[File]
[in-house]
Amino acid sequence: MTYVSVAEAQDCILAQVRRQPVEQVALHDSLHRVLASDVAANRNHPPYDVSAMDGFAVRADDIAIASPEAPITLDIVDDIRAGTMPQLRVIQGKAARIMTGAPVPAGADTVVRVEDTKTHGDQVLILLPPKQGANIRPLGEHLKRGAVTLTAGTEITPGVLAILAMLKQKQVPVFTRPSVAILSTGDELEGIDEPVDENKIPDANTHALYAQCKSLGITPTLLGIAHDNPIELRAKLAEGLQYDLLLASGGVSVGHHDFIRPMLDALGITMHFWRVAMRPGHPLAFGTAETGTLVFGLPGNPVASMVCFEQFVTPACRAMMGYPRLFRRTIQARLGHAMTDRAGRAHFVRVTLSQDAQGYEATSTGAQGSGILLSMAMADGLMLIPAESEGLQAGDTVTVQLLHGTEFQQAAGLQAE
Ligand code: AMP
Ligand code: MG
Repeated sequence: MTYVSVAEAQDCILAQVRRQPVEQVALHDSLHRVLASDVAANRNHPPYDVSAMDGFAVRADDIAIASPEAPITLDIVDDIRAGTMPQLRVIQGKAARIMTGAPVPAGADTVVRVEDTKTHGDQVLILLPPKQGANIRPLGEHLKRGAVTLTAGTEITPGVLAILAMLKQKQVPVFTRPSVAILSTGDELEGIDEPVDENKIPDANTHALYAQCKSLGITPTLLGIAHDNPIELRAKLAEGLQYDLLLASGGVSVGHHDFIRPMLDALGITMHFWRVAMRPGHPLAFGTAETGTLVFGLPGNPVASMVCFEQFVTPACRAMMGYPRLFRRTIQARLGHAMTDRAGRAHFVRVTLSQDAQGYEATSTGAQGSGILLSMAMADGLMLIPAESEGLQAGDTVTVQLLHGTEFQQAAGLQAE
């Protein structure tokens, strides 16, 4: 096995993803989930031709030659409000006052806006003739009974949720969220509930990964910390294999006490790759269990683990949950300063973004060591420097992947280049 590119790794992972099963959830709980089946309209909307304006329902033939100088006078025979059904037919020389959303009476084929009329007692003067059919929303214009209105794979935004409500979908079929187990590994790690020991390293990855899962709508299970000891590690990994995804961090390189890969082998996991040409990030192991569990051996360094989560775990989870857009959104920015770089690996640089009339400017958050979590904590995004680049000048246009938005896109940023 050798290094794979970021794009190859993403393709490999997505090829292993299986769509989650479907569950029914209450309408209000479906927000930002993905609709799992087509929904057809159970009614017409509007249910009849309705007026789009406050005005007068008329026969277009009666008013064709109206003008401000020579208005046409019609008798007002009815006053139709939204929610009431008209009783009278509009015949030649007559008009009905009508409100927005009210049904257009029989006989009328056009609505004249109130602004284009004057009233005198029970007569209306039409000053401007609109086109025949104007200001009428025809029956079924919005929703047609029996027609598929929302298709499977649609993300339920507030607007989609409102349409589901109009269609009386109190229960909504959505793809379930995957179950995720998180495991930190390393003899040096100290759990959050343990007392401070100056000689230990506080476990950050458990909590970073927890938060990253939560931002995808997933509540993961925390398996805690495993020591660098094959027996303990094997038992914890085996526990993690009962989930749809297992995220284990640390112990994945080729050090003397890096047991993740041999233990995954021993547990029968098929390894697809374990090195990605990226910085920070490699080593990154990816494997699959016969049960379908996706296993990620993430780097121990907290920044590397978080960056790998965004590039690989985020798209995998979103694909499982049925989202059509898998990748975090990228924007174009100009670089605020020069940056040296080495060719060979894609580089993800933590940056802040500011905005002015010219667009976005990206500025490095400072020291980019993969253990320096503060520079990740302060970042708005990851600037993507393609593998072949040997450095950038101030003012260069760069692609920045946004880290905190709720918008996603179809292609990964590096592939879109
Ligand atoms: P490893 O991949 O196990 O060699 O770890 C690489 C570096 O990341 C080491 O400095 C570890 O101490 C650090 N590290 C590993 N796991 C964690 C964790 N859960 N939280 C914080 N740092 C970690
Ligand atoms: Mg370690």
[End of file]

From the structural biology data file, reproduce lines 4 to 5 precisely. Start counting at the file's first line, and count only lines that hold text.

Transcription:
Ligand code: MG
Repeated sequence: MTYVSVAEAQDCILAQVRRQPVEQVALHDSLHRVLASDVAANRNHPPYDVSAMDGFAVRADDIAIASPEAPITLDIVDDIRAGTMPQLRVIQGKAARIMTGAPVPAGADTVVRVEDTKTHGDQVLILLPPKQGANIRPLGEHLKRGAVTLTAGTEITPGVLAILAMLKQKQVPVFTRPSVAILSTGDELEGIDEPVDENKIPDANTHALYAQCKSLGITPTLLGIAHDNPIELRAKLAEGLQYDLLLASGGVSVGHHDFIRPMLDALGITMHFWRVAMRPGHPLAFGTAETGTLVFGLPGNPVASMVCFEQFVTPACRAMMGYPRLFRRTIQARLGHAMTDRAGRAHFVRVTLSQDAQGYEATSTGAQGSGILLSMAMADGLMLIPAESEGLQAGDTVTVQLLHGTEFQQAAGLQAE